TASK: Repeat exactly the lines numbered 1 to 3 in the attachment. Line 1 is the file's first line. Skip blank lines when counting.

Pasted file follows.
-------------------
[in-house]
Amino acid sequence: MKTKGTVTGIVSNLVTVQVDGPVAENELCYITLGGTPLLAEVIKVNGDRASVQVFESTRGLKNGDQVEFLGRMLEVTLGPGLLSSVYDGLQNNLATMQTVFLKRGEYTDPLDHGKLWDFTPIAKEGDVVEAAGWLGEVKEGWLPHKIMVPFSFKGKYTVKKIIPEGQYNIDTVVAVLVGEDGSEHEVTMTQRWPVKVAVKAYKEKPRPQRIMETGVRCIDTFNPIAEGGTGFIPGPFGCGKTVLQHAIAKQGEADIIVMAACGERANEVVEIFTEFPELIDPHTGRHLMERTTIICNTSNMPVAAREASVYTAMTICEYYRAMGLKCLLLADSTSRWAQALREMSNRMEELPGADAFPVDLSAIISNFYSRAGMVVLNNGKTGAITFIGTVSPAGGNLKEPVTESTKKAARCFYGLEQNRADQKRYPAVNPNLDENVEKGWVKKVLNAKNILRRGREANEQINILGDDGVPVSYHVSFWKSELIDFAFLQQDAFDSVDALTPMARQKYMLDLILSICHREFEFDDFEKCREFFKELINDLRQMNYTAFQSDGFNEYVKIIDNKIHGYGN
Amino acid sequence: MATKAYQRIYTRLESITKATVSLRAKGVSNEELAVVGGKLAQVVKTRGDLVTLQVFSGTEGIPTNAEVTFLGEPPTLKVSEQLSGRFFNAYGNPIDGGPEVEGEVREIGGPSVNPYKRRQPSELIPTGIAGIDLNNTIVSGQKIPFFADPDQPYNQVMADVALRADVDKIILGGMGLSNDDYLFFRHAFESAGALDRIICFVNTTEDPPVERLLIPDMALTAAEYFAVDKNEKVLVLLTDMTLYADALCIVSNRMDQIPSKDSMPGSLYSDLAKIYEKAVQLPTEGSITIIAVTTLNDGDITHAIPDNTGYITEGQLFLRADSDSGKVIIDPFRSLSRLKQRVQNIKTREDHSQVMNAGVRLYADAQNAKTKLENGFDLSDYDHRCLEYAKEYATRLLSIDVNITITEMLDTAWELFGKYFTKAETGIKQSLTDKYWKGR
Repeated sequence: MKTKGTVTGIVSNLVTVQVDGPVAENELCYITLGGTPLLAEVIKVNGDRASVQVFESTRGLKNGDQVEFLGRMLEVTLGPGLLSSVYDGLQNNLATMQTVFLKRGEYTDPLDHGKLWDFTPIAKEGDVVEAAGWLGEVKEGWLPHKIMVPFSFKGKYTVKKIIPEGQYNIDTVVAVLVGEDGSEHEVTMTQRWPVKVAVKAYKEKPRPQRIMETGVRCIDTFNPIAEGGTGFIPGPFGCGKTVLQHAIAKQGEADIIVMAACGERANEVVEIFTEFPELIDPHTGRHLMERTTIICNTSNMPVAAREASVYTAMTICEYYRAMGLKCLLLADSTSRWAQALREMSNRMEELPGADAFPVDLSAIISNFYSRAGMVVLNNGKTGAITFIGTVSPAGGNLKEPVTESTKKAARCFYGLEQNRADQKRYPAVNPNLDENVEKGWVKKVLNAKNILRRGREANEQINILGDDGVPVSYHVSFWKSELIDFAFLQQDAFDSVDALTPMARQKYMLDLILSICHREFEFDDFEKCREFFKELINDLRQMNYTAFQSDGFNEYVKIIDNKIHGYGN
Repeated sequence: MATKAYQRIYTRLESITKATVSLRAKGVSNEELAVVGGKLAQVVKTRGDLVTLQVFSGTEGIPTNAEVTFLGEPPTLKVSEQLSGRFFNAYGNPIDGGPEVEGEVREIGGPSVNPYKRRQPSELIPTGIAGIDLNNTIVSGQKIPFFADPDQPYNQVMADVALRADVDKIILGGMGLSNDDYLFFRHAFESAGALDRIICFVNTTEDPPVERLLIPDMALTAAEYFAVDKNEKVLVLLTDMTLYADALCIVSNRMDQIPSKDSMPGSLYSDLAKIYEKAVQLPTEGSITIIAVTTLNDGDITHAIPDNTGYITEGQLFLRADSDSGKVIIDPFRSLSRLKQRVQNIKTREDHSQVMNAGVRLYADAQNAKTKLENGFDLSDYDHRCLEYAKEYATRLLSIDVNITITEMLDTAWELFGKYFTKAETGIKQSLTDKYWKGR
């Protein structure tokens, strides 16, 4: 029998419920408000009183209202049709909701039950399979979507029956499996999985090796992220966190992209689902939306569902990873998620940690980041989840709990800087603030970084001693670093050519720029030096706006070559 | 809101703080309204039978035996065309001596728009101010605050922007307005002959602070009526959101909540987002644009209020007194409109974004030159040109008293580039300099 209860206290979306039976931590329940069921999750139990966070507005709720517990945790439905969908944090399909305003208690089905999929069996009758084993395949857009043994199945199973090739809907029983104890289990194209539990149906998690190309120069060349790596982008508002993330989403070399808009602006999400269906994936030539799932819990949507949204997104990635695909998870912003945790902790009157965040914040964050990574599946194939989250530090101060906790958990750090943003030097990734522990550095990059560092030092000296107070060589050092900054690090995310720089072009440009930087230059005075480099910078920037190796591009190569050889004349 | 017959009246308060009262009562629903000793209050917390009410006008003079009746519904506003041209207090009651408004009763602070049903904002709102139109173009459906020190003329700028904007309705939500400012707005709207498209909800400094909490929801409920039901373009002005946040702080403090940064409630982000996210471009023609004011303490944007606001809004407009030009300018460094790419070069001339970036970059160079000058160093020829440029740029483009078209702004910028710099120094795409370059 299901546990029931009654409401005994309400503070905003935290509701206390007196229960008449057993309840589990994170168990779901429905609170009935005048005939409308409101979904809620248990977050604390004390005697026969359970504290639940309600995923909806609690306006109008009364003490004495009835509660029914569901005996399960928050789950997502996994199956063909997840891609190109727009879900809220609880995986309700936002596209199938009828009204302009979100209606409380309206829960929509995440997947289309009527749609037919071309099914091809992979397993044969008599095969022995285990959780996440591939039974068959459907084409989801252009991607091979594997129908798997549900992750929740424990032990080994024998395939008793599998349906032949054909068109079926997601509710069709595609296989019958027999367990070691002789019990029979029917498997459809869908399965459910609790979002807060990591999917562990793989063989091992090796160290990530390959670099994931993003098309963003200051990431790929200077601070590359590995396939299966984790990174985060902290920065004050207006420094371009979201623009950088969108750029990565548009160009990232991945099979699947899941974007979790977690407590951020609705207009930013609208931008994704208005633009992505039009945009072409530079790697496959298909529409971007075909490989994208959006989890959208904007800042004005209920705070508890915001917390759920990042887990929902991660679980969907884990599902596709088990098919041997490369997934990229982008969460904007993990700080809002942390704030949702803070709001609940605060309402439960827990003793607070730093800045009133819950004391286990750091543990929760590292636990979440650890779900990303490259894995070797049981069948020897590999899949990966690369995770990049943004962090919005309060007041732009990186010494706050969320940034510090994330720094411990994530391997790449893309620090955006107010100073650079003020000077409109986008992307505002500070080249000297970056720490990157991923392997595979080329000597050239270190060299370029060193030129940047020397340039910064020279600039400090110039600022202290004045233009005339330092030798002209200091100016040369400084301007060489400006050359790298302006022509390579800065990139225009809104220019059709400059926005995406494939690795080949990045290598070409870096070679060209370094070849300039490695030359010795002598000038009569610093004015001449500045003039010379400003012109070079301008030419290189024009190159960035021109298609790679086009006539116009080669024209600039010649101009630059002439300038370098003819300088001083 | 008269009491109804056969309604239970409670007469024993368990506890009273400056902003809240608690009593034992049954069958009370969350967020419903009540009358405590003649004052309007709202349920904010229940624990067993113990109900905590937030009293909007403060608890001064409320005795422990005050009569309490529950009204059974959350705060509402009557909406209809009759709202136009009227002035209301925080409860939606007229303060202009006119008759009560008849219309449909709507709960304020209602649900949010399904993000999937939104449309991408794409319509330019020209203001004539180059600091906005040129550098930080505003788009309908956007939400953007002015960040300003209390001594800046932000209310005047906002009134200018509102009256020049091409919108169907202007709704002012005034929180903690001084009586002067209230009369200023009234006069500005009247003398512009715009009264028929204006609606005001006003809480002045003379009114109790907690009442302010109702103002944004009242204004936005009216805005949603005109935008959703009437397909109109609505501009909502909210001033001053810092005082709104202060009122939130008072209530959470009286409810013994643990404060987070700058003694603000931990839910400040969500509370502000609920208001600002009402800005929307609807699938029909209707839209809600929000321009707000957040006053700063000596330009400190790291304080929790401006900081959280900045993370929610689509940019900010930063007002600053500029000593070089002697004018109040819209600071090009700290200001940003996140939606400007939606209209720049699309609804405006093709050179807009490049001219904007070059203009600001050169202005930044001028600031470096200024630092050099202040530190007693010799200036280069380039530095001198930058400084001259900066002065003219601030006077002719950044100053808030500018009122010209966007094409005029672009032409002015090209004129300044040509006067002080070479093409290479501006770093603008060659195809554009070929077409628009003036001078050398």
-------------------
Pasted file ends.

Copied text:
[in-house]
Amino acid sequence: MKTKGTVTGIVSNLVTVQVDGPVAENELCYITLGGTPLLAEVIKVNGDRASVQVFESTRGLKNGDQVEFLGRMLEVTLGPGLLSSVYDGLQNNLATMQTVFLKRGEYTDPLDHGKLWDFTPIAKEGDVVEAAGWLGEVKEGWLPHKIMVPFSFKGKYTVKKIIPEGQYNIDTVVAVLVGEDGSEHEVTMTQRWPVKVAVKAYKEKPRPQRIMETGVRCIDTFNPIAEGGTGFIPGPFGCGKTVLQHAIAKQGEADIIVMAACGERANEVVEIFTEFPELIDPHTGRHLMERTTIICNTSNMPVAAREASVYTAMTICEYYRAMGLKCLLLADSTSRWAQALREMSNRMEELPGADAFPVDLSAIISNFYSRAGMVVLNNGKTGAITFIGTVSPAGGNLKEPVTESTKKAARCFYGLEQNRADQKRYPAVNPNLDENVEKGWVKKVLNAKNILRRGREANEQINILGDDGVPVSYHVSFWKSELIDFAFLQQDAFDSVDALTPMARQKYMLDLILSICHREFEFDDFEKCREFFKELINDLRQMNYTAFQSDGFNEYVKIIDNKIHGYGN
Amino acid sequence: MATKAYQRIYTRLESITKATVSLRAKGVSNEELAVVGGKLAQVVKTRGDLVTLQVFSGTEGIPTNAEVTFLGEPPTLKVSEQLSGRFFNAYGNPIDGGPEVEGEVREIGGPSVNPYKRRQPSELIPTGIAGIDLNNTIVSGQKIPFFADPDQPYNQVMADVALRADVDKIILGGMGLSNDDYLFFRHAFESAGALDRIICFVNTTEDPPVERLLIPDMALTAAEYFAVDKNEKVLVLLTDMTLYADALCIVSNRMDQIPSKDSMPGSLYSDLAKIYEKAVQLPTEGSITIIAVTTLNDGDITHAIPDNTGYITEGQLFLRADSDSGKVIIDPFRSLSRLKQRVQNIKTREDHSQVMNAGVRLYADAQNAKTKLENGFDLSDYDHRCLEYAKEYATRLLSIDVNITITEMLDTAWELFGKYFTKAETGIKQSLTDKYWKGR